It's time to vote on our 2017 photo contest! Vote for your favorite photos of the year here!

Irish Ivy

Hedera hibernica

Family: Araliaceae
Genus: Hedera (HED-er-uh) (Info)
Species: hibernica (hy-BER-nik-uh) (Info)
View this plant in a garden



Vines and Climbers

Foliage Color:


Bloom Characteristics:

Unknown - Tell us

Water Requirements:

Average Water Needs; Water regularly; do not overwater

Where to Grow:

Unknown - Tell us


12-18 in. (30-45 cm)


20-30 ft. (6-9 m)


USDA Zone 5a: to -28.8 C (-20 F)

USDA Zone 5b: to -26.1 C (-15 F)

USDA Zone 6a: to -23.3 C (-10 F)

USDA Zone 6b: to -20.5 C (-5 F)

USDA Zone 7a: to -17.7 C (0 F)

USDA Zone 7b: to -14.9 C (5 F)

USDA Zone 8a: to -12.2 C (10 F)

USDA Zone 8b: to -9.4 C (15 F)

USDA Zone 9a: to -6.6 C (20 F)

USDA Zone 9b: to -3.8 C (25 F)

USDA Zone 10a: to -1.1 C (30 F)

USDA Zone 10b: to 1.7 C (35 F)

USDA Zone 11: above 4.5 C (40 F)

Sun Exposure:

Full Sun


Unknown - Tell us

Bloom Color:


Bloom Time:



Grown for foliage


Provides winter interest

Other details:

Unknown - Tell us

Soil pH requirements:

Unknown - Tell us

Patent Information:


Propagation Methods:

Unknown - Tell us

Seed Collecting:

Unknown - Tell us


This plant has been said to grow in the following regions:

Roswell, Georgia

Cleveland, Ohio

Gardeners' Notes:


On Jul 19, 2015, hbharshman from Roswell, GA wrote:

I have Irish Ivy and A LOT OF IT. We bought a house in Feb. 2015 and 3/4 of the yard is Irish Ivy! It's climbing the trees, the fences, and trying to creep into the 1/3 of the yard that dots have it. My dad has come and sprayed a strong version of round up. Some of the leaves have turned yellow. I sprayed double what he did this past weekend hoping for better results. The waxy coating on the leaves makes me wonder if its even going to soak up into the Ivy. So two questions
1) If the spray works, what do i do once all the leaves have turned brown, do I get a serious rake back there?

2) If it doesn't work what do I need to do? I would like a back yard to enjoy, put a little fire pit back there etc. We cut down all the tall mini trees that seemed to be growing in them ... read more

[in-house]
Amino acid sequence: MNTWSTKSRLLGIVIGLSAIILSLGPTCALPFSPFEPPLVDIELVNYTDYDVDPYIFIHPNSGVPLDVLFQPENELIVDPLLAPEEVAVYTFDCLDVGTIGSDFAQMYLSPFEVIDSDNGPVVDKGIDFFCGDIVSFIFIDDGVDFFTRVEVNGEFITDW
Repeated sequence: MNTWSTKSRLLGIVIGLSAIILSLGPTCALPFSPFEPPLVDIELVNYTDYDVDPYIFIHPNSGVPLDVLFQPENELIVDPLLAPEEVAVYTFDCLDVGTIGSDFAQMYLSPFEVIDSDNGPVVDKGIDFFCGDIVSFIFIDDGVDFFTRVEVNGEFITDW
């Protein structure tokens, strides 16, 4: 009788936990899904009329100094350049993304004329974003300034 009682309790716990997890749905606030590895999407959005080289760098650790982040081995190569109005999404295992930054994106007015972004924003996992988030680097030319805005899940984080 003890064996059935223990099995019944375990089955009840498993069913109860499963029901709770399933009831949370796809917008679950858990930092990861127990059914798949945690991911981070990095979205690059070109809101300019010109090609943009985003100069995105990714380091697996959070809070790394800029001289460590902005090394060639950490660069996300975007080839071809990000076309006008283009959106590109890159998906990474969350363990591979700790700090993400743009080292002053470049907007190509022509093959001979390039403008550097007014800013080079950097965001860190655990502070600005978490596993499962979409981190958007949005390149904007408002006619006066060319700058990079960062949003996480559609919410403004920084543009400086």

On Jan 6, 2012, ironworker25 from Brighton, MI (Zone 5b) wrote:

I just purchased a plant that was just marked "ivy". After doing some research here on DG, I believe it is of the Irish variety. I only intended to keep the plant indoors to add some life and I know that the ivies sprawl out and are attractive plants overall. I am grateful to the members that left posts letting me know how invasive this plant is if I were to put it outdoors. We have enough invasive species in Michigan already and I don't want to add to them. Thanks everyone.


On Feb 12, 2011, redcamaro350ss from Statesville, NC wrote:

Please do not plant this in the United States. Especially do not "plant at the edge of dead trees as you walk through the woods." I understand planting things that are not native solely for their ornamental purposes. Planting things, however, in which you intend them to overtake native habitats is criminal. Please remember that with this plant in particular. This particular species is notorious for overtaking understory habitat as well as full grown trees.


On Jun 16, 2010, nc11657 from Herndon, VA wrote:

Ivy of any variety is a highly invasive and should only be used in very controlled situations. I have a half-acre of woods behind my house that is covered with ivy, partly because of my naivete years ago in thinking it would look wonderful on the trees, but mostly coming across from a neighbor's plantings. I will never be rid of it. This is a plant to avoid!


On Oct 16, 2008, mjolner88 from Bellingham, WA wrote:

This is just about my all time favorite species of ivy. I make dozens of cuttings a month, and bring them into the woods with me when I walk my dog. If I see a dead tree, I place a cutting at the base of it, and continue on my way, happy with the knowledge that very soon, the the dead will once again resemble the living.

Hibernica turns a wonderful red in the's reminiscent of a dinosaur egg...

This species is actually good down to never keeps growing 24/7and looks great when everything else is barren. Once mature (it has climbed for "x" amount of years), it will offer its fruit to the local bird population, at a time when no other food is available, thus ensuring the consumption of its seeds. The berries offer the birds a nut... read more


On Sep 8, 2004, cinemike from CREZIERES,
France (Zone 8a) wrote:

If there was one plant in the plant kingdom that I would exterminate, this would be it. It is a pernicious parasitic pest that is killing untold thousands of trees in Ireland, and throughout much of Europe, and probably beyond.
Common Ivy, Hedera helix, is bad enough, but it takes quite some time to kill its victim, and is not too difficult to remove, if caught early enough. This one seems to grow at a rate of knots and once it has hold of a tree, it is nearly impossible to remove.
Forget plants that are unpleasant to humans (stinging nettles etc.), this is the absolute pits!
If you find it, kill it!!!